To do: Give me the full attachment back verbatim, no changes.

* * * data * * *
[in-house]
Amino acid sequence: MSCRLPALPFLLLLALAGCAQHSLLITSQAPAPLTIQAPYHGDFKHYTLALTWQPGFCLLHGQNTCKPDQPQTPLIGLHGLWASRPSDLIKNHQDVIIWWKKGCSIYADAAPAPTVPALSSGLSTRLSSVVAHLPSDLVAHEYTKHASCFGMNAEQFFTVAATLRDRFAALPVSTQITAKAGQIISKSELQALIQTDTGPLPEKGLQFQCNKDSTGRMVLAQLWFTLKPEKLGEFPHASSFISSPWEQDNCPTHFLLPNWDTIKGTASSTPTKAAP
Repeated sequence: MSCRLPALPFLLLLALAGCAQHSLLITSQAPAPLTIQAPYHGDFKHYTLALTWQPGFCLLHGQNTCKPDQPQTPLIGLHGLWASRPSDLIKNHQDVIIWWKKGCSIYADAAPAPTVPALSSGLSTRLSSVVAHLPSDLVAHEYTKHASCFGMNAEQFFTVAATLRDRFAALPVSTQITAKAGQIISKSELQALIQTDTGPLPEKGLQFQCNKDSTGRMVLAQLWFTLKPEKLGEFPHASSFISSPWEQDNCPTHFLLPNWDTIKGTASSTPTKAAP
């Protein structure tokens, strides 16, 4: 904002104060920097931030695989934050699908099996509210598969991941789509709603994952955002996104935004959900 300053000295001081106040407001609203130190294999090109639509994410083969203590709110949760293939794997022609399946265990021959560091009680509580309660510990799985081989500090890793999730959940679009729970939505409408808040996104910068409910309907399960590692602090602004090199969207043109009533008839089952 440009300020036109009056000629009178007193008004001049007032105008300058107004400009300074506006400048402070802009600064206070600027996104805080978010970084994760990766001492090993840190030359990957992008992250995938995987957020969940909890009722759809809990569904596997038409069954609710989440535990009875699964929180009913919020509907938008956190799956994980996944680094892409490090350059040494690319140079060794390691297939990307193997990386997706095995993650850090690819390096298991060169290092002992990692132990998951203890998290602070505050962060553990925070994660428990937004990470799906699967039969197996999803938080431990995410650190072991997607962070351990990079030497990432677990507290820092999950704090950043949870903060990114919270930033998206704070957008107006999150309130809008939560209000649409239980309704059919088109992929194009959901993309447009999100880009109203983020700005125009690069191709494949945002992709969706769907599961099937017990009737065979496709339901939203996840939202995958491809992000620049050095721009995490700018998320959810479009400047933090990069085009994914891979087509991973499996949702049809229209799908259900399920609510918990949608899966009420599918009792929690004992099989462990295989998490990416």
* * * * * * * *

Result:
[in-house]
Amino acid sequence: MSCRLPALPFLLLLALAGCAQHSLLITSQAPAPLTIQAPYHGDFKHYTLALTWQPGFCLLHGQNTCKPDQPQTPLIGLHGLWASRPSDLIKNHQDVIIWWKKGCSIYADAAPAPTVPALSSGLSTRLSSVVAHLPSDLVAHEYTKHASCFGMNAEQFFTVAATLRDRFAALPVSTQITAKAGQIISKSELQALIQTDTGPLPEKGLQFQCNKDSTGRMVLAQLWFTLKPEKLGEFPHASSFISSPWEQDNCPTHFLLPNWDTIKGTASSTPTKAAP
Repeated sequence: MSCRLPALPFLLLLALAGCAQHSLLITSQAPAPLTIQAPYHGDFKHYTLALTWQPGFCLLHGQNTCKPDQPQTPLIGLHGLWASRPSDLIKNHQDVIIWWKKGCSIYADAAPAPTVPALSSGLSTRLSSVVAHLPSDLVAHEYTKHASCFGMNAEQFFTVAATLRDRFAALPVSTQITAKAGQIISKSELQALIQTDTGPLPEKGLQFQCNKDSTGRMVLAQLWFTLKPEKLGEFPHASSFISSPWEQDNCPTHFLLPNWDTIKGTASSTPTKAAP
């Protein structure tokens, strides 16, 4: 904002104060920097931030695989934050699908099996509210598969991941789509709603994952955002996104935004959900 300053000295001081106040407001609203130190294999090109639509994410083969203590709110949760293939794997022609399946265990021959560091009680509580309660510990799985081989500090890793999730959940679009729970939505409408808040996104910068409910309907399960590692602090602004090199969207043109009533008839089952 440009300020036109009056000629009178007193008004001049007032105008300058107004400009300074506006400048402070802009600064206070600027996104805080978010970084994760990766001492090993840190030359990957992008992250995938995987957020969940909890009722759809809990569904596997038409069954609710989440535990009875699964929180009913919020509907938008956190799956994980996944680094892409490090350059040494690319140079060794390691297939990307193997990386997706095995993650850090690819390096298991060169290092002992990692132990998951203890998290602070505050962060553990925070994660428990937004990470799906699967039969197996999803938080431990995410650190072991997607962070351990990079030497990432677990507290820092999950704090950043949870903060990114919270930033998206704070957008107006999150309130809008939560209000649409239980309704059919088109992929194009959901993309447009999100880009109203983020700005125009690069191709494949945002992709969706769907599961099937017990009737065979496709339901939203996840939202995958491809992000620049050095721009995490700018998320959810479009400047933090990069085009994914891979087509991973499996949702049809229209799908259900399920609510918990949608899966009420599918009792929690004992099989462990295989998490990416």